RE/MAX 440
Margaret Schickling

Margaret Schickling
4092 Skippack Pike, P.O. Box 880  Skippack  PA 19474
Phone:  610-584-1160
Office:  610-584-1160
Cell:  610-802-0891
Fax:  267-354-6252

My Blog

When Do Homeowners Need a Permit?

August 13, 2014 2:51 am

The summer season is considered the busiest time for home improvement projects, and the National Association of the Remodeling Industry (NARI) is reminding homeowners to understand rules regarding building permits before embarking on common remodeling projects.

Although building codes vary from state to state, a permit is generally required for remodeling projects that involve changes to the building's existing footprint, electrical system or plumbing. Adding new windows to existing walls usually requires a permit. You are likely to need a permit for any project that goes beyond a simple repair or aesthetic upgrade such as:
  • adding supporting walls or taking down load-bearing walls
  • an in-ground concrete pool or a porch/deck
  • replacing the roof, backyard shed or concrete sidewalks, driveways and slabs
“There are two major reasons why a homeowner needs a permit on projects,” says Michael Harris, president of BRY-JO Roofing & Remodeling, in Richardson, Texas, whose company won a National CotY 2014 Award in the Residential Addition Under $100,000 category. “The first is because when a permit is filed, city officials will inspect the work completed at different stages to insure the work complies with current safety and health building codes. The second, and most significant reason, is it protects the homeowner’s investment they are making to improve the property.

When work is done to refresh an existing structure, however, a permit is usually not necessary. For example, updating the appearance of the existing kitchen cabinet doors with laminate layering does not require a permit. Other remodeling updates such as flooring/ceiling coverings, painting/papering, tiling or carpeting and interior wall decorations can usually be done without a building permit. However, even if a permit isn't required, certain projects may require licensed professionals for structural, electrical and plumbing work. If unsure, homeowners can check with their local city or county government office.

Permits need to be obtained before the project gets under way. If city officials spot a project without proper permits, work could be stopped until they are obtained, leaving you without a functioning kitchen or bathroom for weeks and a hefty fine.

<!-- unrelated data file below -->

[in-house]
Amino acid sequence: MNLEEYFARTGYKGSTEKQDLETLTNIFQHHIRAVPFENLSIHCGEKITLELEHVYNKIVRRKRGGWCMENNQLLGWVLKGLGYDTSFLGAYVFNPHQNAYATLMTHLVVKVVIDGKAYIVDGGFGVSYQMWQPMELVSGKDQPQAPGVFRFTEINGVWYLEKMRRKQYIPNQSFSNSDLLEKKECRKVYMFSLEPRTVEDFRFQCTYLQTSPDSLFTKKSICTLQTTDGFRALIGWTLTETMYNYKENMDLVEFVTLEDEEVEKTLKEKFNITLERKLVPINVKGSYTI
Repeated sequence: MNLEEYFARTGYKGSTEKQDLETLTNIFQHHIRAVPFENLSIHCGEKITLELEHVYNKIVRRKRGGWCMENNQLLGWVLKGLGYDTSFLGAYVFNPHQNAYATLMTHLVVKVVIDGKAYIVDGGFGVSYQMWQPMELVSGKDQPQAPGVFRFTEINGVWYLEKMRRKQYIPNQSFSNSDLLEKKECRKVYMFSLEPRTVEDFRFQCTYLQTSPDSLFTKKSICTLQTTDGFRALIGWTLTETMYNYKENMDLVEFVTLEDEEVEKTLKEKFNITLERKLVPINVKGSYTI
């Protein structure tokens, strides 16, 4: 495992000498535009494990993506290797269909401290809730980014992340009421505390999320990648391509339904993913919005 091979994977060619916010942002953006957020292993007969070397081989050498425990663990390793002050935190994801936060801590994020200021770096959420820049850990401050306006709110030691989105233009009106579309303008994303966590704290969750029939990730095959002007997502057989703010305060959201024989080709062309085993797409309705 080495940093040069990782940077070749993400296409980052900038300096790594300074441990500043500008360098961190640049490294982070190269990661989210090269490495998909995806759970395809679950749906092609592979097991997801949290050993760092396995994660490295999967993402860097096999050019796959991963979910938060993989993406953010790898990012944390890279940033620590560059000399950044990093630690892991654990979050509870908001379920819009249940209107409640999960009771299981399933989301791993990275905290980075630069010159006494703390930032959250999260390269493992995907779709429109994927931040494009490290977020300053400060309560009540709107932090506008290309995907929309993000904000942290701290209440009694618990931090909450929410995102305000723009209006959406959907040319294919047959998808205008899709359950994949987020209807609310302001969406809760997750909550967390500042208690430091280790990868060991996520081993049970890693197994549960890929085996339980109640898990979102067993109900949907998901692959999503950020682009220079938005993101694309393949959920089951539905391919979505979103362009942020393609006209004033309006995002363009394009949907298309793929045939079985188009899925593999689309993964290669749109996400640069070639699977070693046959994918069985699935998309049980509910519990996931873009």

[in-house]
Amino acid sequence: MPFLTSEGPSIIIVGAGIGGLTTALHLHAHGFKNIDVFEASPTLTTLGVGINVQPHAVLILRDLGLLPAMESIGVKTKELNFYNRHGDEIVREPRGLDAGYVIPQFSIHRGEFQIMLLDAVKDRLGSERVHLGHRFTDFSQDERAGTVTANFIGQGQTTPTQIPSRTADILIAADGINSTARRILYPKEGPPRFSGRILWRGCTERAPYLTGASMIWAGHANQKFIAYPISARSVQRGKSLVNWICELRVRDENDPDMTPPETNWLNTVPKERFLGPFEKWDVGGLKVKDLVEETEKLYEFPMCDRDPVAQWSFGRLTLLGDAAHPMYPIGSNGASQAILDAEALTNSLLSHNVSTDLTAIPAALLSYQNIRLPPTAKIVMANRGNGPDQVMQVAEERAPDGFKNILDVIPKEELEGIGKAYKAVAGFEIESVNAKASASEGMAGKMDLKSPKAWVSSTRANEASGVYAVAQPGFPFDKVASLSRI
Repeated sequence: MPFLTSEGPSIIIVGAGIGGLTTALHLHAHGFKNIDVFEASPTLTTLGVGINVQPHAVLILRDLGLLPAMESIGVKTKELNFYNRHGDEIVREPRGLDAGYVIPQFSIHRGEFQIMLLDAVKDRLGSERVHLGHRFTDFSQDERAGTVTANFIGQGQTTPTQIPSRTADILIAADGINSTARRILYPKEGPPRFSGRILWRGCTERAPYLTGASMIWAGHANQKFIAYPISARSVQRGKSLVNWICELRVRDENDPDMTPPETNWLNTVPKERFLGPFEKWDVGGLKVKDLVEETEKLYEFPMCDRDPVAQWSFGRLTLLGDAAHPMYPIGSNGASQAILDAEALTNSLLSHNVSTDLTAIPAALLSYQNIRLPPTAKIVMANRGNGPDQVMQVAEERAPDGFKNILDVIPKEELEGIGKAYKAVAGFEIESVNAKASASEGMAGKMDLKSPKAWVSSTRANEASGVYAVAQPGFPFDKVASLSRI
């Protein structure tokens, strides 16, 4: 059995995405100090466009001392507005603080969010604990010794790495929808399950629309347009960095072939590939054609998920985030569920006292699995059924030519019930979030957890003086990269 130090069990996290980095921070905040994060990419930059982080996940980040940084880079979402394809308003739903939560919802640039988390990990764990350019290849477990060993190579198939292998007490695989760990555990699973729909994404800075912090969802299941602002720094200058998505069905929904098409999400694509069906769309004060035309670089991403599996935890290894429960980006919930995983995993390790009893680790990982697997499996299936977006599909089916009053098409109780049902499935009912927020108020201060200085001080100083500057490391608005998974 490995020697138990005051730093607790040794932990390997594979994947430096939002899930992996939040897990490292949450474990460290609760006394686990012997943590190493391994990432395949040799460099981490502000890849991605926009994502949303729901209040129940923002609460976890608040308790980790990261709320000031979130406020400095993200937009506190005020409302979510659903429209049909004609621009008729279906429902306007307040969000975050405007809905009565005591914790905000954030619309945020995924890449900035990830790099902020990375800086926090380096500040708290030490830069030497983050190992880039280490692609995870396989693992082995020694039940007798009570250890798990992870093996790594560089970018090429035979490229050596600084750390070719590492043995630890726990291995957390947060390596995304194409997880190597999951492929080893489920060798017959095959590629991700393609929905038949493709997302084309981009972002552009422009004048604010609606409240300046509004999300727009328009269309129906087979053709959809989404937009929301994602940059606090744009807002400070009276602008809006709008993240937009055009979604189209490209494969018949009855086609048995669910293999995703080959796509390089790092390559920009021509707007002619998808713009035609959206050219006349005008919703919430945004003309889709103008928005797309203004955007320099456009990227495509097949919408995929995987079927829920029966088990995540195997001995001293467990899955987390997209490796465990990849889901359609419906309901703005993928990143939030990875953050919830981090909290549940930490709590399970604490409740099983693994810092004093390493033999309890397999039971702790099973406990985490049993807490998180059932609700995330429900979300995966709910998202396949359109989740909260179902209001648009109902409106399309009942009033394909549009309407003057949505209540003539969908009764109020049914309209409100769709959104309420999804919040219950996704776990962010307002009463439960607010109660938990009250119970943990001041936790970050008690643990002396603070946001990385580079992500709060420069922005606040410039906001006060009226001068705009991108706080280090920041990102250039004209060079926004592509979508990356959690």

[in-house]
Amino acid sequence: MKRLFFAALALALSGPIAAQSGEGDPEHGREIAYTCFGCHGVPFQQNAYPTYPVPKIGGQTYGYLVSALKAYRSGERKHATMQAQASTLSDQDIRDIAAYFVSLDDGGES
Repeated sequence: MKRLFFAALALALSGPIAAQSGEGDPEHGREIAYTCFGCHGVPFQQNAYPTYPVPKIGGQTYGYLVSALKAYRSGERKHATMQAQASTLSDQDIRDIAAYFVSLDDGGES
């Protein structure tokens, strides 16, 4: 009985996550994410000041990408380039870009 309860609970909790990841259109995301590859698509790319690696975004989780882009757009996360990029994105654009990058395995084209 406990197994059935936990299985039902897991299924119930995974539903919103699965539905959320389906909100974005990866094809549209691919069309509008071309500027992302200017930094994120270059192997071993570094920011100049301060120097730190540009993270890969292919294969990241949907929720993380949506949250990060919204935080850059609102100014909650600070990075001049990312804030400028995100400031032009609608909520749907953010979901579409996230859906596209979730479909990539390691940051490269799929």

If you are using a professional contractor, it’s recommended to have them pull the necessary permits. City officials are likely to have a long list of questions that contractors are best qualified to answer.

“While it may be tempting to forego the permit, a remodel or addition done without one can be a problem if the homeowner decides to sell or refinance,” says attorney Patrick Noaker, from Noaker Law firm, a member in the NARI Minnesota chapter.
If the appraiser’s total of the square footage of the home differs from county records, it triggers a search for a permit. If not found, the bank may decline to issue a loan on the home. In today’s housing market, illegal construction is a risk for the lender. A fire insurance carrier, for example, may refuse to honor a claim.

"If there is a wiring problem that causes the home to burn to the ground, the homeowner's insurance company could refuse to cover the loss," Noaker says.

Source: NARI

Published with permission from RISMedia.

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Three Overlooked Features That Drive Curb Appeal

August 12, 2014 2:15 am

(BPT) - Selling or staying, it makes no difference - everyone wants a home that looks great from the curb. Curb appeal comes together when all the elements of a home's facade are in good shape and working together. Driveways that are cracked or pitted with potholes, dingy front doors and shabby, scuffed mailboxes can all significantly detract from a home's overall curb appeal.

Here are a handful of projects - many of them quick fixes - that can greatly enhance a home's appearance.

Repair or resurface your driveway – For many homes, the driveway is one of the largest visual elements of the home's overall curb appeal, ranking right up there with siding, the roof and the lawn. If winter was rough on your driveway, it's time to make repairs. Concrete can crack and crumble, and asphalt develops potholes. Both can be repaired quickly and easily.

For any driveway repair, make sure the area to be repaired has been cleaned of debris and loose materials. Cleaning with a hose or pressuring washing can improve the entire surface.

Concrete driveways can develop different types of cracks: very small and shallow resembling a dry river bed; cracks between 1/8 and 1/4 inch wide; and cracks wider and deeper than 1/4 inch. Your choice of repair method will depend on how you want the finished product to look and how much time you have to make the repair.